Health Library Search

Health Library

Bronchitis: Should I Take Antibiotics?

Acute Bronchitis

Condition Basics

What is bronchitis?

Bronchitis means that the tubes that carry air to the lungs (the bronchial tubes) are inflamed and irritated. When this happens, the bronchial tubes swell and produce mucus. This makes you cough.

There are two types of bronchitis:

  • Acute Bronchitis usually comes on quickly and gets better after 2 to 3 weeks. Most healthy people who get acute bronchitis get better without any problems. But it can be more serious in older adults and children and in people who have other health problems such as asthma or COPD. Complications can include pneumonia and repeated episodes of severe bronchitis.
  • Chronic bronchitis keeps coming back and can last a long time, especially in people who smoke. Chronic bronchitis means that you have a cough with mucus most days of the month for 3 months of the year and for at least 2 years in a row.

What causes acute bronchitis?

Acute bronchitis is usually caused by a virus. Often a person gets it a few days after having an upper respiratory tract infection such as a cold or the flu. Sometimes it is caused by bacteria. It also can be caused by breathing in things that irritate the bronchial tubes, such as smoke.

What are the symptoms?

The main symptom of acute bronchitis is a cough that usually is dry and hacking. After a few days, the cough may bring up mucus. You may have a low fever and feel tired. Most people get better in 2 to 3 weeks. But some people have a cough for more than 4 weeks.

How is it diagnosed?

Your doctor will ask you about your symptoms and examine you. This usually gives the doctor enough information to find out if you have acute bronchitis.

In some cases, you may need a chest X-ray or other tests. These tests are to make sure that you don't have pneumonia, whooping cough, or another lung problem. This is especially true if you've had bronchitis for a few weeks and aren't getting better. More testing also may be needed for babies, older adults, and people who have lung disease (such as asthma or COPD) or other health problems.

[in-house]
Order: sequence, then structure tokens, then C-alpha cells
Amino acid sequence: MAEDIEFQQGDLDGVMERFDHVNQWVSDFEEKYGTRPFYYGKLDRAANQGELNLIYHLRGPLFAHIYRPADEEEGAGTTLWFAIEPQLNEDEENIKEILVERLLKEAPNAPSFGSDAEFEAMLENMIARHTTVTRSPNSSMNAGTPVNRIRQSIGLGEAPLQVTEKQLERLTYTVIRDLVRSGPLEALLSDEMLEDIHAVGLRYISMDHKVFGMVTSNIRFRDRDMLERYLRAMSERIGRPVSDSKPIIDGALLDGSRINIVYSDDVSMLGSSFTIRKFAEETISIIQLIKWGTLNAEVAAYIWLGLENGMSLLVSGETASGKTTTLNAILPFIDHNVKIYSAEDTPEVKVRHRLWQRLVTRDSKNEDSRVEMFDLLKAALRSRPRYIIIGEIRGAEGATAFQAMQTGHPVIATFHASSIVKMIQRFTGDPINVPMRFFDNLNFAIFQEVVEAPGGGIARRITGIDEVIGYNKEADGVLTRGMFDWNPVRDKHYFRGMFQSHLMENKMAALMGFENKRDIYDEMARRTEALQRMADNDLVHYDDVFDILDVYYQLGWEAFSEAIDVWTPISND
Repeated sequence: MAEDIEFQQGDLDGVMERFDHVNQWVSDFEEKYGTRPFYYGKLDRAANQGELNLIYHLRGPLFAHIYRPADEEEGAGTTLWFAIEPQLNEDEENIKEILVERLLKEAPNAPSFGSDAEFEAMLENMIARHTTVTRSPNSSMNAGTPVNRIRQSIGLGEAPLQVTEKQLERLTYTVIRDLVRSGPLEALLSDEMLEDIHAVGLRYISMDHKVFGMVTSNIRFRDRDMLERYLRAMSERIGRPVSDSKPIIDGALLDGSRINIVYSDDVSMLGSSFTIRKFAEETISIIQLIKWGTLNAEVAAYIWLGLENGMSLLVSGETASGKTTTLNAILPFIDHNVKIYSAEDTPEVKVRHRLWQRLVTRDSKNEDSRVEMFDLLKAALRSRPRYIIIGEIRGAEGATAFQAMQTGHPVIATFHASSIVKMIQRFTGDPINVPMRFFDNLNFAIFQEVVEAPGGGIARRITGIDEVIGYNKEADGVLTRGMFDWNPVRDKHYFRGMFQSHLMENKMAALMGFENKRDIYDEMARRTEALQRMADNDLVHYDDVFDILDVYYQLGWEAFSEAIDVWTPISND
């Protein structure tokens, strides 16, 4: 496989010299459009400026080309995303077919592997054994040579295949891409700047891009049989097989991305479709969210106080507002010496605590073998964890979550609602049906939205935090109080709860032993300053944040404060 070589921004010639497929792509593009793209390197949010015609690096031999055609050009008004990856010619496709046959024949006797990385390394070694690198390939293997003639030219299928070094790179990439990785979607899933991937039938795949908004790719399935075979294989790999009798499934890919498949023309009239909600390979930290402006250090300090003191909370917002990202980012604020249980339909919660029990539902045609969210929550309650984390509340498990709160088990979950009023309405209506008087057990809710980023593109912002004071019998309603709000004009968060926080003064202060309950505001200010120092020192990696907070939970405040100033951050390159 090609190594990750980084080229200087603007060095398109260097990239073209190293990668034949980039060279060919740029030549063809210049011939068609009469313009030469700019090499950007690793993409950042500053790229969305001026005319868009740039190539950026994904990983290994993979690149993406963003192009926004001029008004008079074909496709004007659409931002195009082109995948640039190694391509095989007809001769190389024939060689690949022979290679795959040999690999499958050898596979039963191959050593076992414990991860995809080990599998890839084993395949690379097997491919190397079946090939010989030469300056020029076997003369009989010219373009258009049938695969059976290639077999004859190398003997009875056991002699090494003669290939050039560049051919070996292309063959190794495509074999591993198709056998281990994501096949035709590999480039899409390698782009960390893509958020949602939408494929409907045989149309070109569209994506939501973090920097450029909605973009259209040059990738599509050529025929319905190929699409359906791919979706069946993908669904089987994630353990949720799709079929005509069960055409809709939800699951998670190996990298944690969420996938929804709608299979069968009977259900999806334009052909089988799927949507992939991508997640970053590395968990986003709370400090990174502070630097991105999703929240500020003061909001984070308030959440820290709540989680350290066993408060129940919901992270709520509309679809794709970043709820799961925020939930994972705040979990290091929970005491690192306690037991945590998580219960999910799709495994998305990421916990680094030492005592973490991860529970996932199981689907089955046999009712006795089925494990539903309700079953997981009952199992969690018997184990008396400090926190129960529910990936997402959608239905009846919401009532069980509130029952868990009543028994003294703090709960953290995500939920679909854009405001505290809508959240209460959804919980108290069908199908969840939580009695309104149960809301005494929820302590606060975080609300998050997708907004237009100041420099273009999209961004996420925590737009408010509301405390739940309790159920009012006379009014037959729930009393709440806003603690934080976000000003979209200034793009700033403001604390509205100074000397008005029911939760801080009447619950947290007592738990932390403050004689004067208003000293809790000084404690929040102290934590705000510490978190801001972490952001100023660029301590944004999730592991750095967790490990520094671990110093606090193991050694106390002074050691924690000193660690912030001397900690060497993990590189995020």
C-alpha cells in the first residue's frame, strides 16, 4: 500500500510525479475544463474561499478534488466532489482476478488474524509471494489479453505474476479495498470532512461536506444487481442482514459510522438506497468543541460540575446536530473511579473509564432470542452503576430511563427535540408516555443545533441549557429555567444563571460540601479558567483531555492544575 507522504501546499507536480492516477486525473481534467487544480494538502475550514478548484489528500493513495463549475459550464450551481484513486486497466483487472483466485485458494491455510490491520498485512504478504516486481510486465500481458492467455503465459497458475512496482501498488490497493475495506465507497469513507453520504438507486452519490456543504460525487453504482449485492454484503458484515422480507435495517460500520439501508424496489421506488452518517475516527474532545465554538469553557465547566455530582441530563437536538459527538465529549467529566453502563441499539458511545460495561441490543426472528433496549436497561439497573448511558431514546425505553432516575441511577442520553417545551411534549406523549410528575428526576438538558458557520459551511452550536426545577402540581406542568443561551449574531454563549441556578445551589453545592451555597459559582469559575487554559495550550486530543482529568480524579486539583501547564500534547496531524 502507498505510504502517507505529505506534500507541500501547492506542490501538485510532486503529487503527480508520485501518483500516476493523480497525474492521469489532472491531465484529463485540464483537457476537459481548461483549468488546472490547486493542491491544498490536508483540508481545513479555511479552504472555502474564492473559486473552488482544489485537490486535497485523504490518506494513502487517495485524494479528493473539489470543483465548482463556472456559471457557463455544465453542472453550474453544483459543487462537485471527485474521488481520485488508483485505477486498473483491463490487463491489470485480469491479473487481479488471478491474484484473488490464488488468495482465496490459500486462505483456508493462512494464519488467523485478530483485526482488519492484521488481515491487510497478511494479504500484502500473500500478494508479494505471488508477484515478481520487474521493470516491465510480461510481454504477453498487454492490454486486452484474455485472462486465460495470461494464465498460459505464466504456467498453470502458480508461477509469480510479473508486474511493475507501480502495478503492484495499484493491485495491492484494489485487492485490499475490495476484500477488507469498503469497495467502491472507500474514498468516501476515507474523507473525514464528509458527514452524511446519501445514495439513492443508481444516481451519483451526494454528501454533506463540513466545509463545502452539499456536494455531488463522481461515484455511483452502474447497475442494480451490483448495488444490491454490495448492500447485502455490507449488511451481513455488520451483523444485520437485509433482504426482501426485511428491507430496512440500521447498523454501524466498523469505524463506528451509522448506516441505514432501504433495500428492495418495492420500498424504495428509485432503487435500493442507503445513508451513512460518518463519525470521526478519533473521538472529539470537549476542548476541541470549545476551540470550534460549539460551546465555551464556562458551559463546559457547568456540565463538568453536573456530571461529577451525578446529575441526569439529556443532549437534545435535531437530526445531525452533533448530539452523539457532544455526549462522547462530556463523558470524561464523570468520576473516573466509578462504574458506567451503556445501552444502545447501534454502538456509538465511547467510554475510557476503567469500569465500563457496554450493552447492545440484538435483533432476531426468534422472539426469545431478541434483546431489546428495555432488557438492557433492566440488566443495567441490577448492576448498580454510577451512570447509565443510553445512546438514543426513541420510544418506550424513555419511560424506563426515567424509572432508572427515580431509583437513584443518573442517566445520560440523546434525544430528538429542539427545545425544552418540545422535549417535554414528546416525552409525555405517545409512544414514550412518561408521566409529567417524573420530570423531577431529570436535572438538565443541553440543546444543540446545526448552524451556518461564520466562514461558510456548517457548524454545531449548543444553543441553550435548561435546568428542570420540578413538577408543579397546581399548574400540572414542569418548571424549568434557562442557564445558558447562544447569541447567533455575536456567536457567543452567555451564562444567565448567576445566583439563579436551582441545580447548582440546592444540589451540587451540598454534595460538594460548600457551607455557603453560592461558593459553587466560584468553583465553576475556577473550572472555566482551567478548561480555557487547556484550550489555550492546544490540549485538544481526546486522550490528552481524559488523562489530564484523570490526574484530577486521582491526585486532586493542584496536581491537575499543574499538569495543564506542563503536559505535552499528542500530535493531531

How is acute bronchitis treated?

Most people can treat symptoms of acute bronchitis at home. They don't need antibiotics or other prescription medicines. Antibiotics don't help with viral bronchitis. And even bronchitis caused by bacteria will usually go away on its own.

If you have signs of bronchitis and have heart or lung disease (such as heart failure, asthma, or COPD) or another serious health problem, talk to your doctor right away. You may need treatment with antibiotics or medicines to help with your breathing. Early treatment may prevent problems, such as pneumonia or repeated cases of acute bronchitis caused by bacteria.

How can you care for yourself at home?

When you have acute bronchitis, there are things you can do to feel better.

  • Don't smoke.

    If you need help quitting, talk to your doctor about stop-smoking programs and medicines. These can increase your chances of quitting for good.

  • Suck on cough drops or hard candies to soothe a dry or sore throat.

    Cough drops won't stop your cough, but they may make your throat feel better.

  • Breathe moist air from a humidifier, a hot shower, or a sink filled with hot water. Follow the directions for cleaning the humidifier.

    The heat and moisture can help keep mucus in your airways moist so you can cough it out easily.

  • Ask your doctor if you can take nonprescription medicine.

    This may include acetaminophen, ibuprofen, or aspirin to relieve fever and body aches.

    Don't give aspirin to anyone younger than age 20. It has been linked to Reye syndrome, a serious illness. Be safe with medicines. Read and follow all instructions on the label.

  • Rest more than usual.
  • Drink plenty of fluids so you don't get dehydrated.
  • Use an over-the-counter cough medicine if your doctor recommends it.

    Cough suppressants may help you to stop coughing. Expectorants can help you bring up mucus when you cough.

    Cough medicines may not be safe for young children or for people who have certain health problems.


Current as of: August 6, 2023

Author: Healthwise Staff
Clinical Review Board
All Healthwise education is reviewed by a team that includes physicians, nurses, advanced practitioners, registered dieticians, and other healthcare professionals.

This information does not replace the advice of a doctor. Healthwise, Incorporated, disclaims any warranty or liability for your use of this information. Your use of this information means that you agree to the Terms of Use. Learn how we develop our content.